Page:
If you were the creator of Lexcorp, you would have created Lexcorp

While I obviously didn’t join in the collective rending of garments that ensued when Ben Affleck was cast in Man of Steel: Wait That Guy?, I am starting to wonder what exactly Zach Snyder is planning for this movie to be. Because with today’s news that Jesse Eisenberg will be taking on the role of Lex Luthor, I find myself thinking, wait, really?

I mean, really?

I mean, really?

I like Jesse Eisenberg, a lot. And in fact, if he plays Lex Luthor the way he played Mark Zuckerberg, this is going to be an interesting movie. Actually, I think it’s going to be an interesting movie none the less, with Holden McNeil as Batman, a Superman who kind of blends into the background, and Israeli Wonder Woman and a thirty year old character actor as the main bad guy. Like I said back when Affleck was announced, I’m really excited about the sort of out of the box casting choices, but this one really came out of left field. And unlike Affleck, who’s work I really love, and Gal Gadot who’s a wild card, I’m just not sure I can see Eisenberg taking on this character, who is, frankly, kind of difficult to pull off.

But, as I’ve said, there’s a reason why I write a blog about this stuff and the guys that make this stuff make it. And as I’ve said a million times, I really liked Man of Steel, so I’m willing to give it the benefit of the doubt, but I’m just starting to wonder if Man of Steel: Zuckerberg’s Revenge isn’t going to be kind of a mess. (I’ve also stated that I’d be happy to watch the train wreck as well.)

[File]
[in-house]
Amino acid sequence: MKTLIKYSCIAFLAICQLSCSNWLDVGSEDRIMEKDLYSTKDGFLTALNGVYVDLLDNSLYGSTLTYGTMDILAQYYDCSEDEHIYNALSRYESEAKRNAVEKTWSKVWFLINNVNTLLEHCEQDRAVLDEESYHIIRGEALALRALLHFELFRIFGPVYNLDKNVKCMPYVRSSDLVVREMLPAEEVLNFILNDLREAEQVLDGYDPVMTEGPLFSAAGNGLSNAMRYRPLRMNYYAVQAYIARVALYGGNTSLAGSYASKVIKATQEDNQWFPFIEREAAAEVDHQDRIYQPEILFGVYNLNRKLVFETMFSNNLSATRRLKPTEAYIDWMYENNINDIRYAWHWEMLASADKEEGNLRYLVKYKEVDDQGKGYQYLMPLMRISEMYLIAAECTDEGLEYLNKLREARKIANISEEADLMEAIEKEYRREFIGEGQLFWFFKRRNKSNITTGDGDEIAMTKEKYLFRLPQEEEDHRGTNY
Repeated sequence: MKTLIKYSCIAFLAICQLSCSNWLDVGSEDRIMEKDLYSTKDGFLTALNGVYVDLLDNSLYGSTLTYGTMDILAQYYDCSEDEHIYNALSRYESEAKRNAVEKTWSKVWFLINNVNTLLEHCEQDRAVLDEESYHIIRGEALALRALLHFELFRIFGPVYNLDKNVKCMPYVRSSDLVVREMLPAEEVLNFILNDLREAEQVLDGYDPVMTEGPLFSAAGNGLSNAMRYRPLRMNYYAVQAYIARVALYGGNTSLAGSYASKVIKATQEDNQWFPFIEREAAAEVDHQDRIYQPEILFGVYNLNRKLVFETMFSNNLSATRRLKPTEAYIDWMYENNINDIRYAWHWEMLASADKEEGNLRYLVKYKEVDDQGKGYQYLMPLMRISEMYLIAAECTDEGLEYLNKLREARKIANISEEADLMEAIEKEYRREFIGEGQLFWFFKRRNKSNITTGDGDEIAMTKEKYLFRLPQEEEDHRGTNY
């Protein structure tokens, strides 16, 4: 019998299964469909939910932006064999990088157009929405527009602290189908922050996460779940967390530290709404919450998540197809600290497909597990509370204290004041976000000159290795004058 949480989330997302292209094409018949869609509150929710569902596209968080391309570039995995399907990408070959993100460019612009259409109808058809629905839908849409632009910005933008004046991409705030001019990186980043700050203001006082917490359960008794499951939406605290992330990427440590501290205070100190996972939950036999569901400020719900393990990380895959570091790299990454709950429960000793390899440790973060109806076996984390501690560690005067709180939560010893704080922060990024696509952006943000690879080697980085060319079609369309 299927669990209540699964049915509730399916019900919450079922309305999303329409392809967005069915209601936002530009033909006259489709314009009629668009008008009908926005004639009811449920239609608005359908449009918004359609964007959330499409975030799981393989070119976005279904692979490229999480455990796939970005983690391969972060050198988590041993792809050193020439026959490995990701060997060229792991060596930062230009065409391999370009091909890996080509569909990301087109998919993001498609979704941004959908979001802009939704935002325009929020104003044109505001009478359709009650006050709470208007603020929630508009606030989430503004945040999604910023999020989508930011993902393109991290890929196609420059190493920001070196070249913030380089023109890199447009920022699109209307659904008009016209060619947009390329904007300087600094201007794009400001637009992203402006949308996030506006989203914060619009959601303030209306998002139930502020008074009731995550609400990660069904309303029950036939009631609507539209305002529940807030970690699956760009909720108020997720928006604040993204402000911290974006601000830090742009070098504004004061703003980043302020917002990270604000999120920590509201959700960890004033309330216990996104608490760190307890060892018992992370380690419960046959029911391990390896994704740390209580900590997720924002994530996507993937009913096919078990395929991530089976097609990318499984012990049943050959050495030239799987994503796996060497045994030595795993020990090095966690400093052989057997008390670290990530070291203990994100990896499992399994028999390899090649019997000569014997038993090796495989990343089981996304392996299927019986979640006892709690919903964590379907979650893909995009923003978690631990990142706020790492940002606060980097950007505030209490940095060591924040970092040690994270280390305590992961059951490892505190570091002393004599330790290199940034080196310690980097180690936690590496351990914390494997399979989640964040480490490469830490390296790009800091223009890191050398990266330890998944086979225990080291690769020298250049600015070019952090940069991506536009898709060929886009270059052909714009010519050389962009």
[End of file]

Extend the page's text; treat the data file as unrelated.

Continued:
In tandem with this announcement came the news that Jeremy Irons is going to be playing Alfred. Being that Irons is British and over 50, this is less of a surprise and more of a, “Yeah, OK, that guy.”

Also, Eisenberg as Lex Luthor does allow you to rewatch The Social Network as a movie about Luthor double crossing Peter Parker…so that’s kind of fun.

The Social Network

Obviously, that was Sorkin & Fincher’s Original Intent.

Literally, the weirdest actor pattern of them all

Hey guys, it’s been a while since we identified a Weird Actor Pattern. This is one that I’ve been thinking about for a while and decided it was time to flush it out.

Rob Lowe leaves shows that he’s great on before the show is over.

I’m a big fan of Rob Lowe. Having been an integral part of both The West Wing and Wayne’s World means that I’ve spent a lot of time with the characters that he played and they were a big part of my growing up.

Also, he looked like this, while I was in the throes of puberty, sooo...

Also, he looked like this, while I was in the throes of puberty, sooo…